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78 tablatures for Moonspell


Moonspell - The Antidote (8,5/10) - Portugal - 2003

Genre: Gothic Metal
Label: Century Media
Playing time: 54:32
Band homepage: Moonspell

Tracklist:

  1. In And Above Men >mp3
  2. From Lowering Skies
  3. Everything Invaded
  4. The Southern Deathstyle
  5. Antidote
  6. Capricorn At Her Feet
  7. Lunar Still
  8. A Walk On The Darkside
  9. Crystal Gazing
  10. As We Eternally Sleep On It
Moonspell - The Antidote
With their 2001 album "Darkness And Hope" the sound of Portuguese MOONSPELL finally took up the "darkness" and gave us "hope", so the title without a doubt was well chosen. Now the Lustianians are back with "The Antidote" and the progression that could be seen in the previous album is continued on their sixth complete longplayer.

Simplified "The Antidote" combines the style of "Darkness And Hope" with elements from "Irreligious" and even a bit "Wolfheart", but without copying themselves, which is the fascinating skill of the quartet. What stands above all on this album without a doubt is intensity, the Portuguese definitely are one of the most intense bands that I know, drawing this from their very own structures and the inimitable vocals of Fernando Ribeiro.

At times MOONSPELL have added quite a brick to their sound again, with crunching guitars, powerful drums and more often Fernando's pretty unique Death/Black voice, which you really recognise among hundreds, everything elements that could be find on the previous albums only partly or not at all. A step back forward, which has done the band sound a lot of good, integrating earlier elements into the new sound, so to say re-inventing themselves, if you want.

"From Lowering Skies" is an excellent example for this old/new formula, very intense and mighty, with a lot of atmosphere, especially the chorus is very intense and brooding, a rack that I would already now call one of the band's classics. Here we find some elements that had marked MOONSPELL on earlier masterpieces already, like the rhythmic drums of Mike Gaspar, the very varied vocals of Fernando Ribeiro and also the mood of the songs, very strong track. In crass contrast we then get "Everything Invaded", which has a KATATONIA-like touch, especially in the beginning and also the following "The Southern Deathstyle", in which the band sounds heavier than in a long, long time.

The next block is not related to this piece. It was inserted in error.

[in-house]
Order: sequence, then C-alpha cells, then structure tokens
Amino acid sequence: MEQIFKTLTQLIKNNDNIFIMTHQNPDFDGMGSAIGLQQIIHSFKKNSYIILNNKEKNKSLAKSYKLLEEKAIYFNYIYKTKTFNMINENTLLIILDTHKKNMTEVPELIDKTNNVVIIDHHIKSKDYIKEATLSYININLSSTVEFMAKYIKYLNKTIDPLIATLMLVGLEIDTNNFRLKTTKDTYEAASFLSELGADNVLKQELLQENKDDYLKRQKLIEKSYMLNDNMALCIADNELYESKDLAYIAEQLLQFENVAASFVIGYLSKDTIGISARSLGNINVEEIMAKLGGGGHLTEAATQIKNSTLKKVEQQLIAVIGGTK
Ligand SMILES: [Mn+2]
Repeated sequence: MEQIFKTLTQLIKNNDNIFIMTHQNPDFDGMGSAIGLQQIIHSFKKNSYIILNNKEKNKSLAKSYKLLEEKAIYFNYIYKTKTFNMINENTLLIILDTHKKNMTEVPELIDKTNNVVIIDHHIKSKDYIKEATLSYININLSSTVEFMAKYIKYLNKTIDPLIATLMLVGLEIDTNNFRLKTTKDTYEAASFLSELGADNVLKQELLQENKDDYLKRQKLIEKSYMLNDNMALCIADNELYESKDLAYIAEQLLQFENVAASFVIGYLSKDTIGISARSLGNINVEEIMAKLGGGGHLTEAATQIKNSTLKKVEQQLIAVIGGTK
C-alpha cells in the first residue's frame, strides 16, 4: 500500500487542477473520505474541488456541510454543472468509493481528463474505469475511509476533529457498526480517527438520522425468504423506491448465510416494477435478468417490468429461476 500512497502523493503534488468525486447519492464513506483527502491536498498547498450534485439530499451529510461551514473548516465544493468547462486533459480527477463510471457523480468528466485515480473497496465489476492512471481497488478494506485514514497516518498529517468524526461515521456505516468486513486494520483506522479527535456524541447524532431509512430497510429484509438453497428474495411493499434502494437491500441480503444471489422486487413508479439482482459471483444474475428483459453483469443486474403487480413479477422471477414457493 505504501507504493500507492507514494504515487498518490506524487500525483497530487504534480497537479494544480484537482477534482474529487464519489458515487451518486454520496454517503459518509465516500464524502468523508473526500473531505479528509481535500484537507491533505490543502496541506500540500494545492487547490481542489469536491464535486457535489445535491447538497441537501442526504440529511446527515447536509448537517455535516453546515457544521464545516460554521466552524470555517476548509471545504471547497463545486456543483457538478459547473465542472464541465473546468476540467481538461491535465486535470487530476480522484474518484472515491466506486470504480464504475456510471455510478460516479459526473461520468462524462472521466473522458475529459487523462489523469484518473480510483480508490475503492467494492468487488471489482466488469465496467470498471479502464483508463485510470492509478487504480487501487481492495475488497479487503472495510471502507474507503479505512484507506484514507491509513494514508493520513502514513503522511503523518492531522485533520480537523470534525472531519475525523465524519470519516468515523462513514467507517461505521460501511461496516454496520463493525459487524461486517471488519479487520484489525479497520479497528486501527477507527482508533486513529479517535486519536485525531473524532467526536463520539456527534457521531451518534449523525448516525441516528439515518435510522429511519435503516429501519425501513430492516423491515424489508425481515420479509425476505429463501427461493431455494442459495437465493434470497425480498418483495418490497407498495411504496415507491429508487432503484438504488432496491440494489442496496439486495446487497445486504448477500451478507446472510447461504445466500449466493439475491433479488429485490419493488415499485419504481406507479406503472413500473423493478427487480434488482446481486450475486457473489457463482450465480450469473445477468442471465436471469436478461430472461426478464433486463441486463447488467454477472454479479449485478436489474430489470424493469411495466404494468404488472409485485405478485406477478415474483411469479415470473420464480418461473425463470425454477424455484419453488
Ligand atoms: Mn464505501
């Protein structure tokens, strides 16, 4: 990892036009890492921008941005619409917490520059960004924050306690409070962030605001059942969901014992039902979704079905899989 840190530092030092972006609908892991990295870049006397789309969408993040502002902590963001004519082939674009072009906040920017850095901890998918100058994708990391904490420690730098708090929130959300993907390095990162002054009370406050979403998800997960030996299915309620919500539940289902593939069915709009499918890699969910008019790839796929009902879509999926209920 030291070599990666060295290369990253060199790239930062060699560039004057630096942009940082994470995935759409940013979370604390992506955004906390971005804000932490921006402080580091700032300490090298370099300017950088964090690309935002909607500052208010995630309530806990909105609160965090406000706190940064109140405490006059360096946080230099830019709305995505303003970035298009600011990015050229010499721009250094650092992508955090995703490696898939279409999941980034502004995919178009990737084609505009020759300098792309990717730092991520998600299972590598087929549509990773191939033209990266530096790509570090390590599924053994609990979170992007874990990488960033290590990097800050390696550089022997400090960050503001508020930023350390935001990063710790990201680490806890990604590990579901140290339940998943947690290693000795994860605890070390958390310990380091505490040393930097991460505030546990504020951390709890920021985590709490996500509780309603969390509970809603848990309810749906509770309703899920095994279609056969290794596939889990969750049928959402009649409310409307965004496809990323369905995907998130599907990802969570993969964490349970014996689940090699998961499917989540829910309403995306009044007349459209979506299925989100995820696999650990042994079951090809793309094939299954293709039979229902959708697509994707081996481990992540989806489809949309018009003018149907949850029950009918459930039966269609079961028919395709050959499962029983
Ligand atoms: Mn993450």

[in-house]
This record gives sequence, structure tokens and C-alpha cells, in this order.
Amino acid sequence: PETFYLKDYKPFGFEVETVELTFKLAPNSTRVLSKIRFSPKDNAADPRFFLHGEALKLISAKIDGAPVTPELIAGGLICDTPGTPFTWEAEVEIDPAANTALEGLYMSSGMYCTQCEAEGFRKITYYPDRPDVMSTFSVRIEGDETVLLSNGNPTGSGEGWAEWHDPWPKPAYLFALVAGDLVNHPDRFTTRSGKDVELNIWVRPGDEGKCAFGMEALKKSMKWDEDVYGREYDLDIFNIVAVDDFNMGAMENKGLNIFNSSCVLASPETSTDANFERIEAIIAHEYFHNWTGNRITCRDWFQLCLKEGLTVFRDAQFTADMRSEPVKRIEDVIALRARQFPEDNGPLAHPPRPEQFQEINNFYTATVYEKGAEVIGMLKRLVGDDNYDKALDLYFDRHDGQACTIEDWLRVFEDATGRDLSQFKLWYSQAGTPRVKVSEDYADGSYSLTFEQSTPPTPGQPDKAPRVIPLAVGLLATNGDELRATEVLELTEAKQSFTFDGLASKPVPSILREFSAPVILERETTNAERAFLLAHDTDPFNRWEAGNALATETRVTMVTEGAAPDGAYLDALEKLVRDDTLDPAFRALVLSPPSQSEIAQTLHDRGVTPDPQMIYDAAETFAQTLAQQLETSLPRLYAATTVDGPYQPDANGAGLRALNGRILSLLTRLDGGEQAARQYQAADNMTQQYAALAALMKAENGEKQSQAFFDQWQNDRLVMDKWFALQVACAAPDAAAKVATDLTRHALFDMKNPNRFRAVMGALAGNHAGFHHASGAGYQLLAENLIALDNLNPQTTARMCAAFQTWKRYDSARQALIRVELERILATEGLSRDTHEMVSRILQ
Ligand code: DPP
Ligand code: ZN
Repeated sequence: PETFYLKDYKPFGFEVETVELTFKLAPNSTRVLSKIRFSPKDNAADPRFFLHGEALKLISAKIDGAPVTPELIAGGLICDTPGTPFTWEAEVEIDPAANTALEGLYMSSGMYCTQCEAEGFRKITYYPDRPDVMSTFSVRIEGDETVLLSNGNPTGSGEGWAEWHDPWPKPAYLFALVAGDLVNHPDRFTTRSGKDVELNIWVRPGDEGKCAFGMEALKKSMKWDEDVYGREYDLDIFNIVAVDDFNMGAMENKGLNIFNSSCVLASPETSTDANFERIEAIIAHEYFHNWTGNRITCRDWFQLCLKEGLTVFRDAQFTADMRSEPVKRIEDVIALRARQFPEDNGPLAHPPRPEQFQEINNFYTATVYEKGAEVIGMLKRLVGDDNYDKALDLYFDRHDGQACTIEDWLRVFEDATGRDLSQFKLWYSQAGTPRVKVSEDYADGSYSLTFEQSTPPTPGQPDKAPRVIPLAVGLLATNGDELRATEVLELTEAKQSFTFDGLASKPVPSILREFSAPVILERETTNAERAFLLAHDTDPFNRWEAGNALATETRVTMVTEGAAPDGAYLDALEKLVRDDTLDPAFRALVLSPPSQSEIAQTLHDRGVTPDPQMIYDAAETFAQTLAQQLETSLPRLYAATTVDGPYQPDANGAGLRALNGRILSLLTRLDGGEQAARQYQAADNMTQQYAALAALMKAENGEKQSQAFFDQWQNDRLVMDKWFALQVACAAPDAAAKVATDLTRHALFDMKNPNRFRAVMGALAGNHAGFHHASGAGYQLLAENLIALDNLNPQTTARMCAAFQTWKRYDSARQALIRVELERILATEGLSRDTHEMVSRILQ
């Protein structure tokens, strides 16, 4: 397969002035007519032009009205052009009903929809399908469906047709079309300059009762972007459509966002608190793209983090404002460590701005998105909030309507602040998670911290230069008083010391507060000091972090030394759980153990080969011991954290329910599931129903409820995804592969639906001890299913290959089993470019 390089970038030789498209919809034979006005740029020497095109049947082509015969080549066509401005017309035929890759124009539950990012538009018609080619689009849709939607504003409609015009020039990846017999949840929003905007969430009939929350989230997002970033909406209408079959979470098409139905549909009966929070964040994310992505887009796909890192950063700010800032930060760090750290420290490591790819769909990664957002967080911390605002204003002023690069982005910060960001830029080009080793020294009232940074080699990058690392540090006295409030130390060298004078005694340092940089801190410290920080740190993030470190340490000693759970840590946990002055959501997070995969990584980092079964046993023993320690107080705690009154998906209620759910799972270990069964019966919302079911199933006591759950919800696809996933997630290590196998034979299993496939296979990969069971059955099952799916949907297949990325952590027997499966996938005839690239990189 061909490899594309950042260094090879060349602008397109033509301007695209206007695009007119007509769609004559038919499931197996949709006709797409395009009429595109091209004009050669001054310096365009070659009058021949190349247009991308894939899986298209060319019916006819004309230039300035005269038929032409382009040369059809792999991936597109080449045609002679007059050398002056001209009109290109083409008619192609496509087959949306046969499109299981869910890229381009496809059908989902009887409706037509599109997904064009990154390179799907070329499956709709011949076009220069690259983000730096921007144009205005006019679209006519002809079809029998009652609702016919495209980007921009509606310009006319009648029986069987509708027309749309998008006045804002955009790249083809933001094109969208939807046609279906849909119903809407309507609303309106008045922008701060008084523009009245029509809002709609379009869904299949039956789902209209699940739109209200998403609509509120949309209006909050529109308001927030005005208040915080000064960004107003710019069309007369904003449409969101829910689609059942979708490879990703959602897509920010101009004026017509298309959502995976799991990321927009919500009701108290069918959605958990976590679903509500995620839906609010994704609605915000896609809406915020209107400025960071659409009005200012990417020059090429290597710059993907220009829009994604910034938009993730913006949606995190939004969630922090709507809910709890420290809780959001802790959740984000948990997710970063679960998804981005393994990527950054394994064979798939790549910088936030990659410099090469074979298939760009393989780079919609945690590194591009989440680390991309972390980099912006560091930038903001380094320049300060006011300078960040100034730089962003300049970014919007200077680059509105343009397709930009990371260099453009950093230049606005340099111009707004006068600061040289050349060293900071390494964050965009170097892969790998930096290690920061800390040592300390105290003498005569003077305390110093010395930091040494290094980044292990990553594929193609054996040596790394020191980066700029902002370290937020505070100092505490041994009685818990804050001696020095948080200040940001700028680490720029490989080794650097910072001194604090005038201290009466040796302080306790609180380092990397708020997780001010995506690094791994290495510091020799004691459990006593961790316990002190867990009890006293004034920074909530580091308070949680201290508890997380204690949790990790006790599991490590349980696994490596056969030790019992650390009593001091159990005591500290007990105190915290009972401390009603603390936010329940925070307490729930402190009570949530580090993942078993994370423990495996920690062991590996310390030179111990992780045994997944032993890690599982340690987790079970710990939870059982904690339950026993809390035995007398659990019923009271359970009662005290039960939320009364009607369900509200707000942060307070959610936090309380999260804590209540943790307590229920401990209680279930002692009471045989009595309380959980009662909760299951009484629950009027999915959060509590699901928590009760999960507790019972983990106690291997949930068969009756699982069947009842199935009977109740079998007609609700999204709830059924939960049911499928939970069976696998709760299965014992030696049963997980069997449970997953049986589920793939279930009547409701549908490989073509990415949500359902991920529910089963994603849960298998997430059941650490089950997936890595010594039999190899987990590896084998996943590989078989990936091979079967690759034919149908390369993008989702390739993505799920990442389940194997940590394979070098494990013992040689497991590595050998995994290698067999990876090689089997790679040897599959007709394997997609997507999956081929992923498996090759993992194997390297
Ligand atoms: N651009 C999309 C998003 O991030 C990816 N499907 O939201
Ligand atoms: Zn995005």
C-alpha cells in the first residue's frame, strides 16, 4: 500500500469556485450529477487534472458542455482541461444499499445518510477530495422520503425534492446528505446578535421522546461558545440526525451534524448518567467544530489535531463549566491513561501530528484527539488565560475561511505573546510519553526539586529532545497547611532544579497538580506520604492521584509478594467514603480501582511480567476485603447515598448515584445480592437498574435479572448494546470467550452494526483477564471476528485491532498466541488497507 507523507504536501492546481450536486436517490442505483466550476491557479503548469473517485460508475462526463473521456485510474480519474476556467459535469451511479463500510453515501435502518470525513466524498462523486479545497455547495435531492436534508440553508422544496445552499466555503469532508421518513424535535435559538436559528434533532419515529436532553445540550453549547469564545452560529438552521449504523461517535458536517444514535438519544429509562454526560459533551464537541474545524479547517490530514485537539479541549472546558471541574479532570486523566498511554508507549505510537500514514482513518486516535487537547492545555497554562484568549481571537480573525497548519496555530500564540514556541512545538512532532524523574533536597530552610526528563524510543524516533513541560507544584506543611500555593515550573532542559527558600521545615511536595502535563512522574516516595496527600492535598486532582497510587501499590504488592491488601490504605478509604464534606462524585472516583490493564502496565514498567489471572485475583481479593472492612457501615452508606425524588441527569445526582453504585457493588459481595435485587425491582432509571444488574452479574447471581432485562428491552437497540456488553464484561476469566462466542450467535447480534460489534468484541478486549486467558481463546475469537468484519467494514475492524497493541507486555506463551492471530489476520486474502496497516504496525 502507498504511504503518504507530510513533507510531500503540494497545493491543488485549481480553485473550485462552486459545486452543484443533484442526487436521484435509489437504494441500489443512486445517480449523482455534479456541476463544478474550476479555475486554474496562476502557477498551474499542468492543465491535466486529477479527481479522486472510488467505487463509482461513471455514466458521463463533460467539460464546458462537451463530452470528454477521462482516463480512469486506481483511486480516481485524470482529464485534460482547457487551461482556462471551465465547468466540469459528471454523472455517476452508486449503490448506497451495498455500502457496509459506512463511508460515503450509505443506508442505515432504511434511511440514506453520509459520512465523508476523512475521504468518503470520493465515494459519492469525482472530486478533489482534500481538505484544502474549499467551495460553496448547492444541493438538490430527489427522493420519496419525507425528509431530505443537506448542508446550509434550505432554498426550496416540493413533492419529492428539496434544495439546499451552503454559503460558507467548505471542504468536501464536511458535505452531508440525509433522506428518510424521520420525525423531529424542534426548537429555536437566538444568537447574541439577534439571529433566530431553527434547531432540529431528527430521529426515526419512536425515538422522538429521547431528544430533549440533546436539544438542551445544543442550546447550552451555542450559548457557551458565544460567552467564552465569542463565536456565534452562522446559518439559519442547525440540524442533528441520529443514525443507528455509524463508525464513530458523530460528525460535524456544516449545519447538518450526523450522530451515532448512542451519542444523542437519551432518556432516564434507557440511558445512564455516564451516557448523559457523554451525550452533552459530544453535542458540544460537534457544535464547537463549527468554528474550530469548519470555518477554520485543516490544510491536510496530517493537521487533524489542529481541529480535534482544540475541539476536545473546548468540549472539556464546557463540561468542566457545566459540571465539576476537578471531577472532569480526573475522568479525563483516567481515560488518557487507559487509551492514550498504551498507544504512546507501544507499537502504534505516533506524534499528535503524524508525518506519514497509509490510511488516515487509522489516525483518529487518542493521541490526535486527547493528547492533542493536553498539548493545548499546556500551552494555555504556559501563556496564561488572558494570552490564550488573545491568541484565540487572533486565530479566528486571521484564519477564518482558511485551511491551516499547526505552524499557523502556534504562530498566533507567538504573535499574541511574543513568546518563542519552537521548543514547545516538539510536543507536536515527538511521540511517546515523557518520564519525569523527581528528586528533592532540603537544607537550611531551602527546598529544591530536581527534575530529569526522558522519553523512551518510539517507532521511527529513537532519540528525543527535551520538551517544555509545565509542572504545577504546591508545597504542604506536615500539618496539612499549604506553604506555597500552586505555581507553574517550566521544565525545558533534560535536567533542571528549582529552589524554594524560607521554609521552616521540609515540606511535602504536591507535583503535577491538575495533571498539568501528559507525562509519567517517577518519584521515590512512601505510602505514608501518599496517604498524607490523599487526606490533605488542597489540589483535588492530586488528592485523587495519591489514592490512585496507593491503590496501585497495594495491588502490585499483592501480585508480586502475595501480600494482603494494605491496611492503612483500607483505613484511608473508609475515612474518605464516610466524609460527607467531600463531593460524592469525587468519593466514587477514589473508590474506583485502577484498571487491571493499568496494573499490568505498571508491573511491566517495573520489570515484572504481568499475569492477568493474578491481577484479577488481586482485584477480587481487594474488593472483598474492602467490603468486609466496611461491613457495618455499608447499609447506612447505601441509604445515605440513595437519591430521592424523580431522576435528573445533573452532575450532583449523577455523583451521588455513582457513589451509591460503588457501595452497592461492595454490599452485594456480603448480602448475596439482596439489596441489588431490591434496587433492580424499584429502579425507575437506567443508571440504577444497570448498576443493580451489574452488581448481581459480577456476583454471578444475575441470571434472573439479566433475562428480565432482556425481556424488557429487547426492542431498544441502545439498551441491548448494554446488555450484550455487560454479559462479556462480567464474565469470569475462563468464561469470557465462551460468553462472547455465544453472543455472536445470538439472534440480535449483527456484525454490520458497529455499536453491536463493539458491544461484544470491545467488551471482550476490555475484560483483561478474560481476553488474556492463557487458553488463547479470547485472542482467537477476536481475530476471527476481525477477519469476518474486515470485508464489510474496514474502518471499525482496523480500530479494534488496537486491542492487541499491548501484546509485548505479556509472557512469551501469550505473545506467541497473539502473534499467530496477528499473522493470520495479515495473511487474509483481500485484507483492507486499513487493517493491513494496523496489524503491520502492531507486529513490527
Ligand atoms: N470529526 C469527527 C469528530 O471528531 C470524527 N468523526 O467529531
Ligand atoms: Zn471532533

The very catchy Gothic Metal with acoustic passages of "The Antidote" (the song, not the album) clearly shows that they have not taken the easy way and just recorded a "Irreligious Part 2", but co-integrated the newly found visions and influences of the past albums, to make sure that there is no stand still or even regression. Maybe even albums such as "Sin/Pecado" or "The Butterfly Effect" had to be made, so MOONSPELL could make an album like this one again, who knows…

"Capricorn At Her Feet" is another outstanding track, altogether slow-paced, with mostly the dark, clear vocals, but in the chorus with somewhat almost choir-like vocals (not a real choir, just sounds like one still), very melancholic and intense. Overall the second half of the album is less heavy than the first one, which comes out most in the vocals and drums, they are far more Gothic Metal than the rest, but still they are pure MOONSPELL, also qualitatively, especially "Crystal Gazing" is truly excellent, again with high intensity and towards the end a lot of power, damn good!

Ever since their beginnings, MOONSPELL have been a band that were more than "just" music, but where also the lyrics play a very important role. This has not changed on "The Antidote", at times the lyrics almost get philosophical and metaphorical, so one thing you definitely cannot say about MOONSPELL, that they process shallow and banal stuff. The aspiring, young Portuguese author José Luis Peixoto even got inspired by the album in a way that he wrote a novel based on it, cool thing!

In my opinion "The Antidote" cannot fully compete with the two classics "Wolfheart" and "Irreligious", for that the few elements that the band has retained from its more experimental times are a bit too bulky for my ears, but still I can attest without any second thought that this the best MOONSPELL album since "Irreligious" and that means quite something, doesn't it? Who had written off MOONSPELL after "Sin/Pecado" and "The Butterfly Effect" already and loves their early works (like myself), should still give "The Antidote" a chance, because they never had been so close to their best works ever since! (Online October 14, 2003)

Alexander Melzer



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